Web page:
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You Said It: Mia Allen, vice president of Rose Pallet
Mia Allen, vice president of Rose Pallet, answers questions from the Pallet Enterprise about working in the industry.

By Staff
Date Posted: 1/1/2014

Mia Allen is the vice president of Rose Pallet, a national pallet provider headquartered in Bridgeview, Ill.

 

Pallet Enterprise: What is the best piece of business advice that you have ever received?

Allen: I have been fortunate to receive a lot of great business advice throughout my career. But one that is ingrained in my daily habits is “Do it now and always do things when you say you’re going to do them.” I’m a “doer” by nature and I believe that has greatly contributed to my success. I don’t wait or sit on things for very long, otherwise they could be forgotten. I find it’s always best to just get things done and completed right away. 

 

Pallet Enterprise: How do you help new employees understand your company’s culture/core values?

Allen: We have developed a multi-step integration process for all of our new employees. Every new hire becomes acquainted with each of our departments and receives an understanding of how our process works. They receive an employee handbook in which one of the first sections outlines our core values. I personally make sure that every member of my staff understands not only what is expected of them but also my philosophy of how to properly be a service provider in the pallet industry. This heavily stresses customer service, open communication with co-workers and tons of relationship building with both vendors and customers.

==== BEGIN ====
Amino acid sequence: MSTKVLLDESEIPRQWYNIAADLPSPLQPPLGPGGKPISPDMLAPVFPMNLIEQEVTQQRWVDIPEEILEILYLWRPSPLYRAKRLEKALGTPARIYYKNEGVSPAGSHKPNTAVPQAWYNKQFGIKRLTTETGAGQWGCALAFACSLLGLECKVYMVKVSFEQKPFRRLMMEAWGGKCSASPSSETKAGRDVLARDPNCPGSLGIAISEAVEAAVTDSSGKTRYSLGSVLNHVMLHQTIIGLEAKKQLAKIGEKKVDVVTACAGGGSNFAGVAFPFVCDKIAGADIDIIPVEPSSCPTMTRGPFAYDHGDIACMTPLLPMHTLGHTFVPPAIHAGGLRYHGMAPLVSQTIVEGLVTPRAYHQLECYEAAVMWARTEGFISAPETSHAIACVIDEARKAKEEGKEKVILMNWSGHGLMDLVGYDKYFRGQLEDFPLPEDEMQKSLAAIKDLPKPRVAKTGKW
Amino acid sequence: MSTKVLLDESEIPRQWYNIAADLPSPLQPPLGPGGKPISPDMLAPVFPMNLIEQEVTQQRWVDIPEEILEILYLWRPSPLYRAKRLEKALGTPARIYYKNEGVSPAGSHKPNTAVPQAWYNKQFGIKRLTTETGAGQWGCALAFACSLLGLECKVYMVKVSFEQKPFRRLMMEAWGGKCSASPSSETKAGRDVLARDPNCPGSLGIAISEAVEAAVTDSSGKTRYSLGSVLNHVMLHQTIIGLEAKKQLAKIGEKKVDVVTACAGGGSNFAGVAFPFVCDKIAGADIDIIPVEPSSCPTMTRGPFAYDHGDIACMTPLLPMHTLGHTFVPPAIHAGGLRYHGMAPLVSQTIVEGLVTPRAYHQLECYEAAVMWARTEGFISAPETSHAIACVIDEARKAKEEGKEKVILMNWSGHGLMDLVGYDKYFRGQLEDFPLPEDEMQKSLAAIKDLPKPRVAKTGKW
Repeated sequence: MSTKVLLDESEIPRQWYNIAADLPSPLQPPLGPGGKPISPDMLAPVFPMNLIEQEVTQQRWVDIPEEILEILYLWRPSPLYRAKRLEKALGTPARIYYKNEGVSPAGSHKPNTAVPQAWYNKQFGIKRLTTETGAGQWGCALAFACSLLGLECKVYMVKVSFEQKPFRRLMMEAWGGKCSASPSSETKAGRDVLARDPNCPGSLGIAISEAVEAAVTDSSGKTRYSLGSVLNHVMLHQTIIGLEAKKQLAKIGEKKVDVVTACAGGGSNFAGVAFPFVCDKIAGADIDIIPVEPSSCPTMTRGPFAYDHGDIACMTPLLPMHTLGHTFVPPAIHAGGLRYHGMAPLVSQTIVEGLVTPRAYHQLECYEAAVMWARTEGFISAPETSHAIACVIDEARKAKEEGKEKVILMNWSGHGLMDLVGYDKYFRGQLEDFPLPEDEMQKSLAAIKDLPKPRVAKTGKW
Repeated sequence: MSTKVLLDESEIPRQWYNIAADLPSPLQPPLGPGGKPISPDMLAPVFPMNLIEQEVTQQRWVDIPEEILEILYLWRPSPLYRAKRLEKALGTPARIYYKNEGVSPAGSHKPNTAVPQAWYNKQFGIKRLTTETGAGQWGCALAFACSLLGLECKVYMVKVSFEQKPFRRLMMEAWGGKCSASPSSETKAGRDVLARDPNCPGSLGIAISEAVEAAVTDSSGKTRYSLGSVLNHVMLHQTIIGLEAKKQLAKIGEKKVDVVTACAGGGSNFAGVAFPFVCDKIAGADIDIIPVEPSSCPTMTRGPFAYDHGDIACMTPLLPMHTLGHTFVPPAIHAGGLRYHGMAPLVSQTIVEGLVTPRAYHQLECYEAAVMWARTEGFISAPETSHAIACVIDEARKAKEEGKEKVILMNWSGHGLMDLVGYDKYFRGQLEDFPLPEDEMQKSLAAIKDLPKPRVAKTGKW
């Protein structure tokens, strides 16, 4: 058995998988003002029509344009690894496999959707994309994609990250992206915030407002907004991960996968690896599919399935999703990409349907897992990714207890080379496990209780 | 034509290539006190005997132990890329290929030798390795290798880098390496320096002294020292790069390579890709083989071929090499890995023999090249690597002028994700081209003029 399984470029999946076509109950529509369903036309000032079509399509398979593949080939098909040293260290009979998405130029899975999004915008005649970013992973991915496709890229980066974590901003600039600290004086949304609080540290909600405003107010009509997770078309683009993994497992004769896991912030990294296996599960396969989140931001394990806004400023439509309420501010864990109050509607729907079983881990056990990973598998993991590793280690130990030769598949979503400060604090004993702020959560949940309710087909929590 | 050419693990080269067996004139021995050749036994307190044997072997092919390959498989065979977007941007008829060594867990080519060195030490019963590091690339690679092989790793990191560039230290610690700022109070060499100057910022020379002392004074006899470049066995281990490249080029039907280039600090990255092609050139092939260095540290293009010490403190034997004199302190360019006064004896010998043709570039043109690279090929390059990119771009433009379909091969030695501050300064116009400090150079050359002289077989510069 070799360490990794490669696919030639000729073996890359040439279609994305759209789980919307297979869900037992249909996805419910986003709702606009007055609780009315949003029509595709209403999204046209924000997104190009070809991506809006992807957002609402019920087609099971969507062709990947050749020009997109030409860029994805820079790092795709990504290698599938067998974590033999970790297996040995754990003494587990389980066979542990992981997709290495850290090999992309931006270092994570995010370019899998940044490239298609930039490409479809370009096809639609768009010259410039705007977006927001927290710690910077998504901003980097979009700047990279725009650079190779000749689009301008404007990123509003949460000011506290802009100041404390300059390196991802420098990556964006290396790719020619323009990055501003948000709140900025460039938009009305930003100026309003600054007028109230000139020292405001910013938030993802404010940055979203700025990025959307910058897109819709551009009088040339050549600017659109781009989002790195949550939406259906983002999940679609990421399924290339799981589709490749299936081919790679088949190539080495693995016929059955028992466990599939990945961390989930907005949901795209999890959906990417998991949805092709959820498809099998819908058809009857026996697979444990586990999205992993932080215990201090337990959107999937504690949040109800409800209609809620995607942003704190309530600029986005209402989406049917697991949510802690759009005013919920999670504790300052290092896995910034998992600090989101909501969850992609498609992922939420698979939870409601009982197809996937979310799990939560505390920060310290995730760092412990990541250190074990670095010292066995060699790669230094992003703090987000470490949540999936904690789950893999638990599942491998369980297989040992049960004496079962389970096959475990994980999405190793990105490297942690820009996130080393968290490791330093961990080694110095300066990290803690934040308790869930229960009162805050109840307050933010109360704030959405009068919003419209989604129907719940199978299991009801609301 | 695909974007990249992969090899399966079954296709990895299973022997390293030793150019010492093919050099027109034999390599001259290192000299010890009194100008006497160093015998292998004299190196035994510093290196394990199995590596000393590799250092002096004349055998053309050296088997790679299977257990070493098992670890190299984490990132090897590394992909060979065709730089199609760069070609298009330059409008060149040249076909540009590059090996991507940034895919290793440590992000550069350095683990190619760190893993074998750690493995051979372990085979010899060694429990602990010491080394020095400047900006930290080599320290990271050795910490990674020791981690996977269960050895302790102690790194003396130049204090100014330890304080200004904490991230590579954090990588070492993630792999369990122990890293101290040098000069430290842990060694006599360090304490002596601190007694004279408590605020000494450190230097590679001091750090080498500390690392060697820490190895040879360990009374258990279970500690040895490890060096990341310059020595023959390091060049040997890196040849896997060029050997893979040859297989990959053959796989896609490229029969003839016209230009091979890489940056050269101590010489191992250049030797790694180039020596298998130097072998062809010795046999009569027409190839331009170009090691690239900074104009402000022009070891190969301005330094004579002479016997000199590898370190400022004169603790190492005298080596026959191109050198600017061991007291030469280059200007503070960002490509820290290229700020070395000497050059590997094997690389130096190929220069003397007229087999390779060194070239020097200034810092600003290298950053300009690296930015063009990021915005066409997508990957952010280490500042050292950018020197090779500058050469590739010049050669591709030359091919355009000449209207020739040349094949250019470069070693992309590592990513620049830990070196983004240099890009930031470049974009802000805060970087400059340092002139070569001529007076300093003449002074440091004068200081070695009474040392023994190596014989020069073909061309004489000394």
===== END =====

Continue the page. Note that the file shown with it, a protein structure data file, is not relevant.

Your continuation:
Pallet Enterprise: Do you think there are any new issues that the industry is going to have to deal with in the next year?

Allen: The newest issues that we have been dealing with, which I believe will only be more prevalent next year, involve the rise in new homes being built and sold. Our mills have not had to compete with a rigorous housing industry in the past few years. But that is changing rapidly and lumber availability is becoming more and more of an issue.

 

Pallet Enterprise: You recently received a business award. Can you share about that and what it’s like to be a company leader in a mostly male-dominated industry?

Allen: I was very honored when I was notified that I was an honoree of the Daily Herald Business Ledger 2013 Influential Women in Business. It is not a distinction I take lightly, and after 16 years in the pallet industry, I am still amazed how rare it is to find women executives.  However, my experience has taught me that there are more ways to success than just the beaten path and that has made all the difference in my career. Pursuing my passion, even when outnumbered, has led me to an exciting profession with like-minded people.








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